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Date of Award

1927

Document Type

Thesis

Degree Name

Master of Arts (M.A.)

Department

Speech

Abstract

The main objective before us is to determine how the drama, in its several forms, may be so utilized as to bring about and further Americanization. In attempting to make this theory clear to those who may be more or less unfamiliar with the idea, it will be necessary to consider the definition of Americanization, and to make some decision as to who may be Americanized. It will also be necessary to review, rather briefly, the origin and development of the drama, that it may be seen why drama has been elected as our medium.

There have been several difficulties encountered in the search for material to aid in reaching the stated objective. It has been found that definitions and opinions vary as to the meaning of Americanization, and agree very little concerning who may be Americanized. While the value of the drama as an educational factor is easily recognized, its specific application to Americanization, as herein attempted, has been extremely limited.

To choose a medium which would include all of those who come within the scope of Americanization, one that entailed a simple method of procedure and would appeal to all, was not so easy as it might appear. A large proportion of our population is unreached by the school; a relatively large number is not influenced by the press because of lack of educational advantage. According to President Coolidge: “It is not alone the youth of the land which needs and seeks education, but we have a large adult population requiring assistance in this direction.”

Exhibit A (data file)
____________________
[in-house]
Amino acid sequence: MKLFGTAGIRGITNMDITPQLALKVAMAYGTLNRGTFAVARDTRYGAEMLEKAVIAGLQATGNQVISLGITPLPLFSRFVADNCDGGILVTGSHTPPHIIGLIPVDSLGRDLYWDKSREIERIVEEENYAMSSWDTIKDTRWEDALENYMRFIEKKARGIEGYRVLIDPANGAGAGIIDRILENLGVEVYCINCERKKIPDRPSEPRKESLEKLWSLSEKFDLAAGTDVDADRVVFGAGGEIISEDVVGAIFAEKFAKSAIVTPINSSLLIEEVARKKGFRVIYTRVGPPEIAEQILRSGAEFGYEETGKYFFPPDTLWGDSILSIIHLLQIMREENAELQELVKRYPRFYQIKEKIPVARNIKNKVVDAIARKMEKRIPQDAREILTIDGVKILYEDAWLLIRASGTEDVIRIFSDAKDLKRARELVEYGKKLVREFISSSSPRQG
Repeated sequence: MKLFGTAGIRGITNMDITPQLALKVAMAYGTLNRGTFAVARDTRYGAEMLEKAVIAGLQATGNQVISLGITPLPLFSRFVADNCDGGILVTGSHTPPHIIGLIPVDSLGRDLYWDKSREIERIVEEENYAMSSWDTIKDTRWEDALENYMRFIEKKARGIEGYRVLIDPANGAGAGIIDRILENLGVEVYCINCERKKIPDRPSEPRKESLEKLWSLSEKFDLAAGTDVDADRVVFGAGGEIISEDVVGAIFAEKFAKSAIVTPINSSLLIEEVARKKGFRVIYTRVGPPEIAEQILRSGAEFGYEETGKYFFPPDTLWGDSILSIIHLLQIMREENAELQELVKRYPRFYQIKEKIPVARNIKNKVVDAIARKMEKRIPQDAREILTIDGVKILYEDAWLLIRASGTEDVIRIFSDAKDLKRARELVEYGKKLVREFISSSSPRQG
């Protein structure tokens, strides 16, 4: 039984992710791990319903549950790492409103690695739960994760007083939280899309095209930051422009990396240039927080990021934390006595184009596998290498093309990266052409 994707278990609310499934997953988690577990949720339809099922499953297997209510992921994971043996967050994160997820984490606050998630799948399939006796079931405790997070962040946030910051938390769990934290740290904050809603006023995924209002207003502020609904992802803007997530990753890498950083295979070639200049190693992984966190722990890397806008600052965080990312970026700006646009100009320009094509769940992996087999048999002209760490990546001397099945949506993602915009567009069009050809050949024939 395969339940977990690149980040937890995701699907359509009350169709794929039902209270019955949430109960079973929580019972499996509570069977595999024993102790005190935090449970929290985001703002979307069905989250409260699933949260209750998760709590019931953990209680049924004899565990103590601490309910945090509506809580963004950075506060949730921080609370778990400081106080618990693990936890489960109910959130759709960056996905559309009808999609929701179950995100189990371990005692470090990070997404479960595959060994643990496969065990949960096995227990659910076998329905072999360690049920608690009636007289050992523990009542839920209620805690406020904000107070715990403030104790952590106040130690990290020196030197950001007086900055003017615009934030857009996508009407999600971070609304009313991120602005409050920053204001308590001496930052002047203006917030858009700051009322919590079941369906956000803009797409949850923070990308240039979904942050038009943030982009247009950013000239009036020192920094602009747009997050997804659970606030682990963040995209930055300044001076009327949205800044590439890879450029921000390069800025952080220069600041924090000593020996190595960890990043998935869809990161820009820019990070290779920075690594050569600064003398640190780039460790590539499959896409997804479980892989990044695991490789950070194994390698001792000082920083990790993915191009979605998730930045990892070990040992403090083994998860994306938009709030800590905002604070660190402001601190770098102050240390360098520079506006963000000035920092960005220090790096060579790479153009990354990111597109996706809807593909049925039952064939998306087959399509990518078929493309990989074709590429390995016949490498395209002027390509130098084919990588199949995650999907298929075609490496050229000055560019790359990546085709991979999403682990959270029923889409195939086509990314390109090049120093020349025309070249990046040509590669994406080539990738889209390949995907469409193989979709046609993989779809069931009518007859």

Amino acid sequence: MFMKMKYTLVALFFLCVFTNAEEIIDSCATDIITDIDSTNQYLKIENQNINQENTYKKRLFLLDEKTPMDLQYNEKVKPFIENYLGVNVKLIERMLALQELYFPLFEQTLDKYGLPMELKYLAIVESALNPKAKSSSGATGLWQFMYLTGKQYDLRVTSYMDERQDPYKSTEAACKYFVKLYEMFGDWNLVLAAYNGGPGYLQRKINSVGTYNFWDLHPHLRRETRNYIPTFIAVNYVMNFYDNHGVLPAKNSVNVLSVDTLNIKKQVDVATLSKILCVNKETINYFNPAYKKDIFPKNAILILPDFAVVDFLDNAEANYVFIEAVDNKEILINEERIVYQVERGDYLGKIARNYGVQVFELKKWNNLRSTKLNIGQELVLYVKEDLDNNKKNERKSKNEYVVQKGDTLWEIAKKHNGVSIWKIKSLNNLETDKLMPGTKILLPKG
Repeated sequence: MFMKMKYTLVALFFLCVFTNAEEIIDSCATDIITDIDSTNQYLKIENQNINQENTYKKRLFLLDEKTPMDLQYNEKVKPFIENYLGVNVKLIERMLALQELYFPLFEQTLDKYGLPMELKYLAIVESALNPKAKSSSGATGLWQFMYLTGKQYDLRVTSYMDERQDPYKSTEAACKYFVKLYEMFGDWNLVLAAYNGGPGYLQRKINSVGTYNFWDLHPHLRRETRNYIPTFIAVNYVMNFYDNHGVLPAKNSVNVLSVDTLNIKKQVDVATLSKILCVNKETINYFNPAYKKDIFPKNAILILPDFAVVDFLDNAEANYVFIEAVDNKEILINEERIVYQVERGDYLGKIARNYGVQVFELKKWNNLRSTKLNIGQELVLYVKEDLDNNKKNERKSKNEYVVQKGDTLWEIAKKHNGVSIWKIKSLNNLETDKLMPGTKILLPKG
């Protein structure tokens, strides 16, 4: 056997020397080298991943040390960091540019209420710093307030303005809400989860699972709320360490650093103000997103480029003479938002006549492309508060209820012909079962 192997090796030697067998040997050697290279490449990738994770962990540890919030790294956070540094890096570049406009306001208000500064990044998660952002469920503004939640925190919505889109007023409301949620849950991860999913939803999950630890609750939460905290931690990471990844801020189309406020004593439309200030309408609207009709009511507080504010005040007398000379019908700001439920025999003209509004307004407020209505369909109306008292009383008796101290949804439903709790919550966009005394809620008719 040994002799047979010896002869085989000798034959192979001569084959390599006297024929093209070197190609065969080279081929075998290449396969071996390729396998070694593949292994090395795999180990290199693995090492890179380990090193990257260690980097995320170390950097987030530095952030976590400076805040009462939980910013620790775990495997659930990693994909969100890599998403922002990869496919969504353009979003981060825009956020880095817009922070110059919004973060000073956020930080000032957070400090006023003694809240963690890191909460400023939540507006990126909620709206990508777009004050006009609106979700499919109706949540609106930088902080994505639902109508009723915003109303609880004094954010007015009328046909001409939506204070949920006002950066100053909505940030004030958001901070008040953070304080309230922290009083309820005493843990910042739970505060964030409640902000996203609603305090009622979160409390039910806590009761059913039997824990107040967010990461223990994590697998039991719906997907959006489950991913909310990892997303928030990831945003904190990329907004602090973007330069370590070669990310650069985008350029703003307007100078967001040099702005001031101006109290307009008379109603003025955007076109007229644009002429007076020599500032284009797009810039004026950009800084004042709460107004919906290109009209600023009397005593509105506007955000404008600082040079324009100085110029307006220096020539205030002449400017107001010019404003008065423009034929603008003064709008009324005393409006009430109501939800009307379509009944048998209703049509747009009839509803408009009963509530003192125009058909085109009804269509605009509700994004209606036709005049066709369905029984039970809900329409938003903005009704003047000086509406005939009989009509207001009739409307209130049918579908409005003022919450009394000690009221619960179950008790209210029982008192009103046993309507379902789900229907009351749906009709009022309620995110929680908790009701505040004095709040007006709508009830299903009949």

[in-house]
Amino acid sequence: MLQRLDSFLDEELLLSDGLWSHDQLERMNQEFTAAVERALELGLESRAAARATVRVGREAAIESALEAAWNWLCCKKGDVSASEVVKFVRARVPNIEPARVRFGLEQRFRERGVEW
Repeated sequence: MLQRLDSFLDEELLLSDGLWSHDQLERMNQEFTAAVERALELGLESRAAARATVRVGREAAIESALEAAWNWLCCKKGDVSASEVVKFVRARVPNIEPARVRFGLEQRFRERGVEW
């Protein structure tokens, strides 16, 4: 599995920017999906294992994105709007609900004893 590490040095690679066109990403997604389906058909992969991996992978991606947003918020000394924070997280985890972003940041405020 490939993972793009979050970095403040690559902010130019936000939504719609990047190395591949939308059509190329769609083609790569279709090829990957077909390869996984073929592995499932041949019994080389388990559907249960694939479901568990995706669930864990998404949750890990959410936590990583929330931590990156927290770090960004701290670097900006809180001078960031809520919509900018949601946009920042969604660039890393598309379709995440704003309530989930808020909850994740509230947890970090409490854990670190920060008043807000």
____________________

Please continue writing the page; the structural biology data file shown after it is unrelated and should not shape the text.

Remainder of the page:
This made it very evident that no medium that required an extended basic education could be used. Some means of transference of values which could be understood by all people, not dependent entirely upon education or upon language was sought.

After a somewhat extended search, it was found that drama may be made a most effective means for Americanization. Some forms of the drama speak a universal language and because of this they appeal both to the native and to the foreign born in America. As a medium for showing the contributions of cultural values to America by the foreign born, the drama has no equal, and it is quite as effective when used to show to the foreign born the American values which they should accept. Drama can be used to influence the native-born, adults and children, to accept cultural values from foreign lands, and it can be a most effective means of disseminating American values to the native-born.

It is sincerely hoped that the conclusion arrived at here may influence communities to do more work along dramatic lines. It is also hoped that the material gathered here may help teachers to formulate definite plans for the use of drama in schools; that it may assist committees in placing dramatic programs in Americanization departments, as a regular part of the work, and that it may help them in planning such programs.

Pages

345

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